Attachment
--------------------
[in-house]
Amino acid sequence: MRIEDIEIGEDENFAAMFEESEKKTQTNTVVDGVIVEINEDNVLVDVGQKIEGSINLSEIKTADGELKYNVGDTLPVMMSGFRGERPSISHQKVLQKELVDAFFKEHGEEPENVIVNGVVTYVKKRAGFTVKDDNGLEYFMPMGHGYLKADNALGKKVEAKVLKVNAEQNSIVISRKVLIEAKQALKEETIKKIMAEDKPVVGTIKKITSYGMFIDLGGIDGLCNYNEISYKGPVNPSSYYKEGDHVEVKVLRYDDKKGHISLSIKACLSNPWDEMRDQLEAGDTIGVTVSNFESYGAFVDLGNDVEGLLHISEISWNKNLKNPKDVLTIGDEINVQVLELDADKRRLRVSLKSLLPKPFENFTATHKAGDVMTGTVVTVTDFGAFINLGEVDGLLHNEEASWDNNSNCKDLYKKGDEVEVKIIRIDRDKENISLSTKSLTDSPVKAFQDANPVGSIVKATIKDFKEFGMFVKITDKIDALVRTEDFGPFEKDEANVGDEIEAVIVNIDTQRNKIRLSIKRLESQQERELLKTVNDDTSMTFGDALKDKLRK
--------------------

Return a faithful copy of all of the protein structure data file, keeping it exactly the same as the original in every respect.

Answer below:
[in-house]
Amino acid sequence: MRIEDIEIGEDENFAAMFEESEKKTQTNTVVDGVIVEINEDNVLVDVGQKIEGSINLSEIKTADGELKYNVGDTLPVMMSGFRGERPSISHQKVLQKELVDAFFKEHGEEPENVIVNGVVTYVKKRAGFTVKDDNGLEYFMPMGHGYLKADNALGKKVEAKVLKVNAEQNSIVISRKVLIEAKQALKEETIKKIMAEDKPVVGTIKKITSYGMFIDLGGIDGLCNYNEISYKGPVNPSSYYKEGDHVEVKVLRYDDKKGHISLSIKACLSNPWDEMRDQLEAGDTIGVTVSNFESYGAFVDLGNDVEGLLHISEISWNKNLKNPKDVLTIGDEINVQVLELDADKRRLRVSLKSLLPKPFENFTATHKAGDVMTGTVVTVTDFGAFINLGEVDGLLHNEEASWDNNSNCKDLYKKGDEVEVKIIRIDRDKENISLSTKSLTDSPVKAFQDANPVGSIVKATIKDFKEFGMFVKITDKIDALVRTEDFGPFEKDEANVGDEIEAVIVNIDTQRNKIRLSIKRLESQQERELLKTVNDDTSMTFGDALKDKLRK